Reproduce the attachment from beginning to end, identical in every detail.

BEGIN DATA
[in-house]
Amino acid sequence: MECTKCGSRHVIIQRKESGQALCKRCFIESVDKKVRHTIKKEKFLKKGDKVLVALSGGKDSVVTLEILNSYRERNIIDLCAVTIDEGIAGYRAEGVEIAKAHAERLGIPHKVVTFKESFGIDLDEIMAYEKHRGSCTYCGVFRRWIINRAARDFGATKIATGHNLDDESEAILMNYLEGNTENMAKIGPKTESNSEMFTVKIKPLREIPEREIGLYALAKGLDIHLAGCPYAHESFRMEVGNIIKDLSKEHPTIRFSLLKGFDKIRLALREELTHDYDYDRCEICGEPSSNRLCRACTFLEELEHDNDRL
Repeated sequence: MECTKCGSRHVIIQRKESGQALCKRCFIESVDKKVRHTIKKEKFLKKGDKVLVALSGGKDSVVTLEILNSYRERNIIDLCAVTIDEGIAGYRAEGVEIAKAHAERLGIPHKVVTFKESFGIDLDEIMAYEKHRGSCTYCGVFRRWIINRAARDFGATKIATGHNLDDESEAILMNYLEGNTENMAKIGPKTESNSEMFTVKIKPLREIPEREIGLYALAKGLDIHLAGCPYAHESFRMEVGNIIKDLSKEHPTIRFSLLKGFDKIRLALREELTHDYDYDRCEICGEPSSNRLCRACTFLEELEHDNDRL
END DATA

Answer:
[in-house]
Amino acid sequence: MECTKCGSRHVIIQRKESGQALCKRCFIESVDKKVRHTIKKEKFLKKGDKVLVALSGGKDSVVTLEILNSYRERNIIDLCAVTIDEGIAGYRAEGVEIAKAHAERLGIPHKVVTFKESFGIDLDEIMAYEKHRGSCTYCGVFRRWIINRAARDFGATKIATGHNLDDESEAILMNYLEGNTENMAKIGPKTESNSEMFTVKIKPLREIPEREIGLYALAKGLDIHLAGCPYAHESFRMEVGNIIKDLSKEHPTIRFSLLKGFDKIRLALREELTHDYDYDRCEICGEPSSNRLCRACTFLEELEHDNDRL
Repeated sequence: MECTKCGSRHVIIQRKESGQALCKRCFIESVDKKVRHTIKKEKFLKKGDKVLVALSGGKDSVVTLEILNSYRERNIIDLCAVTIDEGIAGYRAEGVEIAKAHAERLGIPHKVVTFKESFGIDLDEIMAYEKHRGSCTYCGVFRRWIINRAARDFGATKIATGHNLDDESEAILMNYLEGNTENMAKIGPKTESNSEMFTVKIKPLREIPEREIGLYALAKGLDIHLAGCPYAHESFRMEVGNIIKDLSKEHPTIRFSLLKGFDKIRLALREELTHDYDYDRCEICGEPSSNRLCRACTFLEELEHDNDRL